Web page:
Something To Prove: TCU quarterback Casey Pachall
By Zac Ellis
Throughout the offseason, SI.com will spotlight several teams, players and coaches with something to prove heading into the 2013 season. To check out every edition of this series, click here.
If the first month of last season was any indication, TCU’s Casey Pachall seemed set to enjoy one of the better campaigns of any quarterback in the nation in 2012. In leading the Horned Frogs to a 4-0 start, Pachall completed 66 percent of his passes (64-of-97) while throwing 10 touchdowns to just one interception. He completed 24-of-30 attempts for 335 yards and two scores in TCU’s Sept. 9 win over Kansas, and his standout play sparked hope for a fifth consecutive 11-win season: TCU boasted the longest winning streak in the FBS (12 games) going into Week 5.
It wasn’t to be. Pachall’s season was cut short on Oct. 4 when he was arrested and charged with DWI. He withdrew from school a few days later to attend rehab. This wasn’t the quarterback’s first brush with the law; he’d failed a team drug test in February 2012 but was not suspended after participating in a university drug and alcohol awareness program.
TCU went 3-6 the following Pachall’s departure, losing close contests to Texas Tech, Oklahoma and Michigan State along the way. But Pachall, who threw for 2,921 yards and 25 touchdowns in his last full season in 2011, finished rehab and returned to Fort Worth in January to participate in spring practice. Now he has a chance to reclaim the reins of TCU’s offense after his less-than-glamorous exit.
Of course, Pachall must first beat out his replacement from last season, Trevone Boykin, who stepped in admirably in Pachall’s absence and completed 167-of-292 passes for 2,054 yards and 15 touchdowns over the team’s final nine games. But Boykin also threw 10 interceptions, and he stumbled mightily in TCU’s loss to Michigan State in the Buffalo Wild Wings Bowl: Boykin connected on just 44.8 percent of his attempts and tossed a costly pick just outside the red zone in the second quarter.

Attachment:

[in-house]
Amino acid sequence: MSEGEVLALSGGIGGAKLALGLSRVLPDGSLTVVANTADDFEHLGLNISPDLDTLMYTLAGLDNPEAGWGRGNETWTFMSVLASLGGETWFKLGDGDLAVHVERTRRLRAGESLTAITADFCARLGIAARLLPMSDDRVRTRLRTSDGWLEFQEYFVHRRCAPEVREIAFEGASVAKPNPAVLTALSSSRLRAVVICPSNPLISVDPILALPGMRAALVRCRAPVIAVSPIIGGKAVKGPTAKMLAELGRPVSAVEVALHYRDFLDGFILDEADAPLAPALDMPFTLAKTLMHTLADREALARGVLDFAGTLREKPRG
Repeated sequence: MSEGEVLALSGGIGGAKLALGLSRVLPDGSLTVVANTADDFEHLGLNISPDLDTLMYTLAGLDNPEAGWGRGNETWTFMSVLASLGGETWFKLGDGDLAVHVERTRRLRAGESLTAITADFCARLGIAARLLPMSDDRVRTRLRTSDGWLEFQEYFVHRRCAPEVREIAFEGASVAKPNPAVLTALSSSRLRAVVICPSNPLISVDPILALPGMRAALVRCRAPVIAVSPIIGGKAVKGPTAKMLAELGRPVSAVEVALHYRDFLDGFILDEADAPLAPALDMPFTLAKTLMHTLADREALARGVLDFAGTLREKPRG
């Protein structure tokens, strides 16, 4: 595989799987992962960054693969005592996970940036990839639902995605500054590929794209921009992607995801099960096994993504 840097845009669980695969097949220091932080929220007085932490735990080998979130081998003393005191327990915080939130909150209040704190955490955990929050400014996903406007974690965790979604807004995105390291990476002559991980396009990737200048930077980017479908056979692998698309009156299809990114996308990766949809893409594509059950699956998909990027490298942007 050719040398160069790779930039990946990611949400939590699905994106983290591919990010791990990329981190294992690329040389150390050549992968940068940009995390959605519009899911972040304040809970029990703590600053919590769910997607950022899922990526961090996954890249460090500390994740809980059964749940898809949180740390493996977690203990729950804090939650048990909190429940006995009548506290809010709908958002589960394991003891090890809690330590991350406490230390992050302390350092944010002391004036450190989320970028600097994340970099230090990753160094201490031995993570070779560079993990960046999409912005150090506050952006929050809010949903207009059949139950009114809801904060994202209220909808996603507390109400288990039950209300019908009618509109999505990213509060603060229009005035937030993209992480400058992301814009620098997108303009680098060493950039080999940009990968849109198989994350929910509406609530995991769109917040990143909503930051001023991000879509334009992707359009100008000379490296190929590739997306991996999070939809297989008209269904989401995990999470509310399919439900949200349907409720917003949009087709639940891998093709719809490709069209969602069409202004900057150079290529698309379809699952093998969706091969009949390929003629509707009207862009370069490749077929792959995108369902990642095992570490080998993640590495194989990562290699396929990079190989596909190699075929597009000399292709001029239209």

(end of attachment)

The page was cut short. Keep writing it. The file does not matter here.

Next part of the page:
Still, if Pachall has truly regained focus, it’s hard to imagine him not emerging as the starter this fall. He went 15-2 in 17 starts for coach Gary Patterson before his arrest, and, at the time of his suspension in October, was ranked as the fourth most efficient passer in the country. This spring, he’s shown glimpses of that high-level play. “He’s looked good,” Patterson told ESPN.com during workouts. “He’s doing all the things well. I think he’s a little more mature, which you would expect from a kid who went through what he did.”
Patterson’s last point is key, as maturity could be the most critical factor in Pachall’s return to form. He will be on court-ordered probation throughout the 2013 season, and his activity off the field will be monitored closely.
But he has the opportunity. TCU’s backfield should return healthier and more productive. Though top wideout Josh Boyce is gone to the NFL, Brandon Carter comes back after racking up 590 receiving yards and six touchdowns.
The Horned Frogs have the talent to be a Big 12 title contender. If Pachall has put last year’s issues behind him, he could help TCU make a BCS splash one final time.